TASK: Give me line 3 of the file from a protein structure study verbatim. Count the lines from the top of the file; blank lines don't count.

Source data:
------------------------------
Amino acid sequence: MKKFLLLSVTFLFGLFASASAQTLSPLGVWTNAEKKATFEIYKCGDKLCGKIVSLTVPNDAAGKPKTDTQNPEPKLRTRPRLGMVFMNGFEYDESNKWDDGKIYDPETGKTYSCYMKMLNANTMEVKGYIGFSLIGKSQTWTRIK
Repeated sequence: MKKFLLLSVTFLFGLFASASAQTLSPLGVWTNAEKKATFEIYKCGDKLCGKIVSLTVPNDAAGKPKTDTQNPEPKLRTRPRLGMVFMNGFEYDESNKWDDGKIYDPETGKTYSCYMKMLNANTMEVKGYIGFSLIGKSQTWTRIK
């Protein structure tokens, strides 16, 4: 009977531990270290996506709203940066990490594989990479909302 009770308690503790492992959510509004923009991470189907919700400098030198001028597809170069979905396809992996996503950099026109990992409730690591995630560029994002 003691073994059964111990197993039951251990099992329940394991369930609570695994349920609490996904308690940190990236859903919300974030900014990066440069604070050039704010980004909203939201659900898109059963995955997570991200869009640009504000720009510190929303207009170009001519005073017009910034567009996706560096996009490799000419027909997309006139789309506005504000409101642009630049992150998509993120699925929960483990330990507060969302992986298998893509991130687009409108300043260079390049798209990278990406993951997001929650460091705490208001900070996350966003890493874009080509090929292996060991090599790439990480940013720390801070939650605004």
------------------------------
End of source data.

């Protein structure tokens, strides 16, 4: 009977531990270290996506709203940066990490594989990479909302 009770308690503790492992959510509004923009991470189907919700400098030198001028597809170069979905396809992996996503950099026109990992409730690591995630560029994002 003691073994059964111990197993039951251990099992329940394991369930609570695994349920609490996904308690940190990236859903919300974030900014990066440069604070050039704010980004909203939201659900898109059963995955997570991200869009640009504000720009510190929303207009170009001519005073017009910034567009996706560096996009490799000419027909997309006139789309506005504000409101642009630049992150998509993120699925929960483990330990507060969302992986298998893509991130687009409108300043260079390049798209990278990406993951997001929650460091705490208001900070996350966003890493874009080509090929292996060991090599790439990480940013720390801070939650605004």